I've got something like this going on but it does not involve a whole lot of female type garments. What complicated lives we lead.
Watch and consider what steps you can eliminate.
|Not sure what to make of the almost knee socks and oxfords, but I rather like the ease of her friends ensemble.|
|Running shoes with a skirt - makes good sense but would you do it?|
|Fabulous colour pairing|
|So you can be chic and comfortable!|
|Masterful pattern mixing. And I like her pal's dress with matching pants. No hose - yes!|
I have no idea who this woman is but there is probably some app that I could feed her photo into and it would tell me - the photo equivalent of shazam. Anyway, I find her style quite compelling and obviously she's an incredible layerer (if that's a word, should be), but what does this mean for those of us in l'age now that we're well into the 21st century? The individual pieces are timeless, it's the styling that makes it fashionable. Comfort is absolutely central to this look (I would lose the toque though she wears it with panache) and it's definitely relaxed. My common and overriding complaint with women's clothes is that they're cut too close to the body, men don't have to endure this bondage, why do we?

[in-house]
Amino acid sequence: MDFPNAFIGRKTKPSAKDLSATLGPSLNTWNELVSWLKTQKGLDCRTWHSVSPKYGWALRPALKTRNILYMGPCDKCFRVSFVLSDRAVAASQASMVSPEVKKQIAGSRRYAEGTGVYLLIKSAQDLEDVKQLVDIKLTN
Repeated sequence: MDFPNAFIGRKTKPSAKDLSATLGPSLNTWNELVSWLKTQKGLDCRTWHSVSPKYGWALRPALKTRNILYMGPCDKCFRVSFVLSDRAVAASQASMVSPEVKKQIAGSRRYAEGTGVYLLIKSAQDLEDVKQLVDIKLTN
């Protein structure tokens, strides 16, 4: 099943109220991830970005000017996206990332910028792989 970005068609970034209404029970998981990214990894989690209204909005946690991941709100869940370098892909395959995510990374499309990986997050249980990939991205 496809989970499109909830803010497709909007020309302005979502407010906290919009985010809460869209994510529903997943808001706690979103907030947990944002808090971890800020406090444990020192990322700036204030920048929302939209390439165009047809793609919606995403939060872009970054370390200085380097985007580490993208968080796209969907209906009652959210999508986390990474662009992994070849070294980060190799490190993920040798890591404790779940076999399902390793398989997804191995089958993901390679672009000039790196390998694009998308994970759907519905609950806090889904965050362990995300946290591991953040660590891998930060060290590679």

I am also seeing jeans across the board loosening up, waists rising, skinny jeans mercifully on the decline, and more and more of my female colleagues sporting some variety of ballet flat, oxford or loafer. I hope this is more than a trend, but rather a shift on the part of female consumers to signal with our credit cards that we merit equality of cut and fabric just as much as we do equality of paycheque.
All photos by the wonderful Tommy Ton for Style.com.
|Emmanuelle Alt, French Vogue|
|Sarah Harris, British Vogue|
|The Sartorialist 2008|
|Diana Taylor looking all wren-like in brown and grey|
|Again that brown and grey - from NYT article|
|The perfect shirtwaist|
|The glorious Francesca Sozzani - not much a/c in Italy|
|Vintage YSL - Le smoking ... oh I wish|